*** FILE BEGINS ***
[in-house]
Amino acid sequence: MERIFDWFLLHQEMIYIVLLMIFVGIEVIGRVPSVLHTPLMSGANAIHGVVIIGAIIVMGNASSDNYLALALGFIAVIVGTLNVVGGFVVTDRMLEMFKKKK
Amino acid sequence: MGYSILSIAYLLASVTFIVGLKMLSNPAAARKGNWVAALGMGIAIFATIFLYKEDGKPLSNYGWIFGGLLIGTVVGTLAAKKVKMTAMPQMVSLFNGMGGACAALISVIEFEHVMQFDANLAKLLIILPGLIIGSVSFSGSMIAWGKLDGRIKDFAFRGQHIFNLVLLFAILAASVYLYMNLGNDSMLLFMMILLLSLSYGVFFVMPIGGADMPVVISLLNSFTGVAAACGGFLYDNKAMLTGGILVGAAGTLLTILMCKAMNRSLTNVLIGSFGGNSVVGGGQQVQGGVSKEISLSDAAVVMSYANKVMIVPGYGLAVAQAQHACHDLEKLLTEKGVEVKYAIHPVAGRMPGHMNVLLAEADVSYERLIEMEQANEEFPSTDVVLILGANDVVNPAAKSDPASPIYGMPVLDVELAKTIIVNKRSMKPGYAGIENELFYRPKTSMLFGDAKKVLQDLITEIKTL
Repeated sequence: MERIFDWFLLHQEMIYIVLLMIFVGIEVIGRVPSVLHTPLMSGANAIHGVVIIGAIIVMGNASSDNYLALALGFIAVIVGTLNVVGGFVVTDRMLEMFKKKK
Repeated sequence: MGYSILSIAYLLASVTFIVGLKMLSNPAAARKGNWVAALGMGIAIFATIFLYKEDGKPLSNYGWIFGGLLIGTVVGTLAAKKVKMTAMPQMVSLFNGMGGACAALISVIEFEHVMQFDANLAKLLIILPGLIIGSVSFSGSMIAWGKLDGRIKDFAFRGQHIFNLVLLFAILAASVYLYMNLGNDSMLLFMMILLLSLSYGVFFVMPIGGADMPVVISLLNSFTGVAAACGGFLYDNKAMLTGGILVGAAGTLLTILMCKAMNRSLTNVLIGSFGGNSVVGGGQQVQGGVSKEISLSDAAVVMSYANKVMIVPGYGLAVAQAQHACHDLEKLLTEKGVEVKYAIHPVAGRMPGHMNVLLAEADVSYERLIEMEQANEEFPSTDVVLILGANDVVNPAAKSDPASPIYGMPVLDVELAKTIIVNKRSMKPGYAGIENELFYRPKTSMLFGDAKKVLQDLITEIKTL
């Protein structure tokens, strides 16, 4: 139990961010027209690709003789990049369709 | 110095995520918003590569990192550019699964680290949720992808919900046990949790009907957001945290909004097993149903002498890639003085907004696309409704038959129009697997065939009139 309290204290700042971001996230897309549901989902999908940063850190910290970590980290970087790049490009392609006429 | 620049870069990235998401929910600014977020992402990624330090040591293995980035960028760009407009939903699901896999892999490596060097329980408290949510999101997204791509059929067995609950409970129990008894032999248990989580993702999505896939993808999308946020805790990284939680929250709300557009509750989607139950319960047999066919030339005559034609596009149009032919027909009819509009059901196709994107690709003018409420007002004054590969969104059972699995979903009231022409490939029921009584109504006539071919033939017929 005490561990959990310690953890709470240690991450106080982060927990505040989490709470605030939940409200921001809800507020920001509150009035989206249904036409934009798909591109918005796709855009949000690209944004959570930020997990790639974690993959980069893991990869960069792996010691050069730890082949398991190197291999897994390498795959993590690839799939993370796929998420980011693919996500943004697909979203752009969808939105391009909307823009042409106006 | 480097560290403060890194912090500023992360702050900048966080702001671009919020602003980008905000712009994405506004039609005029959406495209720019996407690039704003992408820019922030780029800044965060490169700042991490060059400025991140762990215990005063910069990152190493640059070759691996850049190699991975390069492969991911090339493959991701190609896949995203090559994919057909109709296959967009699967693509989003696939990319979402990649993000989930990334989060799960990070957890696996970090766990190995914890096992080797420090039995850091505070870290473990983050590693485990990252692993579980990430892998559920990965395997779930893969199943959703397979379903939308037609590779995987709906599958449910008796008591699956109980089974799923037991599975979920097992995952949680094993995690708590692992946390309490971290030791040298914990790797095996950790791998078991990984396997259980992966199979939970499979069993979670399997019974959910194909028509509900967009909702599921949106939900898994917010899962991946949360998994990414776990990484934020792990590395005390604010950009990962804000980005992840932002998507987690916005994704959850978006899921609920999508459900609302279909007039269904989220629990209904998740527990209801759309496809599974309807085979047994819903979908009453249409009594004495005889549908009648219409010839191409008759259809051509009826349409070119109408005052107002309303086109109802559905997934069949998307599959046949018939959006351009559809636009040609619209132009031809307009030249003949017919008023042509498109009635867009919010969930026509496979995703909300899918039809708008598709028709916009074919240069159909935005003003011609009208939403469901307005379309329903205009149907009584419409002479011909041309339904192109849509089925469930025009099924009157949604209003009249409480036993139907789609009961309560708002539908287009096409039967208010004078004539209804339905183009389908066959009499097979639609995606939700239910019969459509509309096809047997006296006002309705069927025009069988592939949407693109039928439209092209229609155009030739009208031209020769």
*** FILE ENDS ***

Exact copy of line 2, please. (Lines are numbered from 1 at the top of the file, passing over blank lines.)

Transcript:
Amino acid sequence: MERIFDWFLLHQEMIYIVLLMIFVGIEVIGRVPSVLHTPLMSGANAIHGVVIIGAIIVMGNASSDNYLALALGFIAVIVGTLNVVGGFVVTDRMLEMFKKKK